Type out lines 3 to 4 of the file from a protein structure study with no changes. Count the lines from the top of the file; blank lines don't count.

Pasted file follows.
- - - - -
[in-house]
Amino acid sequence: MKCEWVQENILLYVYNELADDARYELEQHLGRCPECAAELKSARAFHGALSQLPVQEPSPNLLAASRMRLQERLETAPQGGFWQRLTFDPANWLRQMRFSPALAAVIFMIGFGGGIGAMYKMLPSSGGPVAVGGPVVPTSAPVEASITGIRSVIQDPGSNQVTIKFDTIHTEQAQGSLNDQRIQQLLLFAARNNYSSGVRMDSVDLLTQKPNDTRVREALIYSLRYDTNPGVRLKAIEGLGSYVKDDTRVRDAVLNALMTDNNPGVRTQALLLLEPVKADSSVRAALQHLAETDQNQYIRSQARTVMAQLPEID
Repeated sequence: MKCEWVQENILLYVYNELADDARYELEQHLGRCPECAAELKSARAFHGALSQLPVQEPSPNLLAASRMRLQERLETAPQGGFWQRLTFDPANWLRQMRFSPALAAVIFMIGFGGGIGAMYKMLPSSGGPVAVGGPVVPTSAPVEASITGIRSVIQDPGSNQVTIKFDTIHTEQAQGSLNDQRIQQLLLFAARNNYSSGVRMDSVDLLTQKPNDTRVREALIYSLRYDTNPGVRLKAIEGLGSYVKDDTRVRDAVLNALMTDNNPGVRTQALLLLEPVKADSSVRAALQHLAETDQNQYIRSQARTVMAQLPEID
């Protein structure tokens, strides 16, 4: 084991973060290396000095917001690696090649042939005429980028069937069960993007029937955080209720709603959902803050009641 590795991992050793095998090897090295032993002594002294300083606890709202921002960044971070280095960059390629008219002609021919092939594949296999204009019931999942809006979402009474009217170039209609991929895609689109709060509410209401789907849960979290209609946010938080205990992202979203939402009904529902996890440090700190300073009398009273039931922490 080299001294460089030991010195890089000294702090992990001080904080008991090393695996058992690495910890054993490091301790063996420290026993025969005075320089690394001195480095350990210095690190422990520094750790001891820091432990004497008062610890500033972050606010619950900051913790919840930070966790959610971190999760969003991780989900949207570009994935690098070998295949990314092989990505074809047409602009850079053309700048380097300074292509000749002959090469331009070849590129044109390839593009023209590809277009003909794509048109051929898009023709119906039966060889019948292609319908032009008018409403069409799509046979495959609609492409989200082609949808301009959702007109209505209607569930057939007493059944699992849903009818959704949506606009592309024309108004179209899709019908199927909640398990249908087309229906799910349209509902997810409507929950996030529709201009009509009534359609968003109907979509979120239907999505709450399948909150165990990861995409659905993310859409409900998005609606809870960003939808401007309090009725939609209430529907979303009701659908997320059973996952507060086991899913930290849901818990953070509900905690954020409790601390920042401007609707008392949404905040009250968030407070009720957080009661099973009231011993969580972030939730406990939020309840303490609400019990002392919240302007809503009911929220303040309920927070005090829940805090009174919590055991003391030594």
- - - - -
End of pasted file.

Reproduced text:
Repeated sequence: MKCEWVQENILLYVYNELADDARYELEQHLGRCPECAAELKSARAFHGALSQLPVQEPSPNLLAASRMRLQERLETAPQGGFWQRLTFDPANWLRQMRFSPALAAVIFMIGFGGGIGAMYKMLPSSGGPVAVGGPVVPTSAPVEASITGIRSVIQDPGSNQVTIKFDTIHTEQAQGSLNDQRIQQLLLFAARNNYSSGVRMDSVDLLTQKPNDTRVREALIYSLRYDTNPGVRLKAIEGLGSYVKDDTRVRDAVLNALMTDNNPGVRTQALLLLEPVKADSSVRAALQHLAETDQNQYIRSQARTVMAQLPEID
């Protein structure tokens, strides 16, 4: 084991973060290396000095917001690696090649042939005429980028069937069960993007029937955080209720709603959902803050009641 590795991992050793095998090897090295032993002594002294300083606890709202921002960044971070280095960059390629008219002609021919092939594949296999204009019931999942809006979402009474009217170039209609991929895609689109709060509410209401789907849960979290209609946010938080205990992202979203939402009904529902996890440090700190300073009398009273039931922490 080299001294460089030991010195890089000294702090992990001080904080008991090393695996058992690495910890054993490091301790063996420290026993025969005075320089690394001195480095350990210095690190422990520094750790001891820091432990004497008062610890500033972050606010619950900051913790919840930070966790959610971190999760969003991780989900949207570009994935690098070998295949990314092989990505074809047409602009850079053309700048380097300074292509000749002959090469331009070849590129044109390839593009023209590809277009003909794509048109051929898009023709119906039966060889019948292609319908032009008018409403069409799509046979495959609609492409989200082609949808301009959702007109209505209607569930057939007493059944699992849903009818959704949506606009592309024309108004179209899709019908199927909640398990249908087309229906799910349209509902997810409507929950996030529709201009009509009534359609968003109907979509979120239907999505709450399948909150165990990861995409659905993310859409409900998005609606809870960003939808401007309090009725939609209430529907979303009701659908997320059973996952507060086991899913930290849901818990953070509900905690954020409790601390920042401007609707008392949404905040009250968030407070009720957080009661099973009231011993969580972030939730406990939020309840303490609400019990002392919240302007809503009911929220303040309920927070005090829940805090009174919590055991003391030594």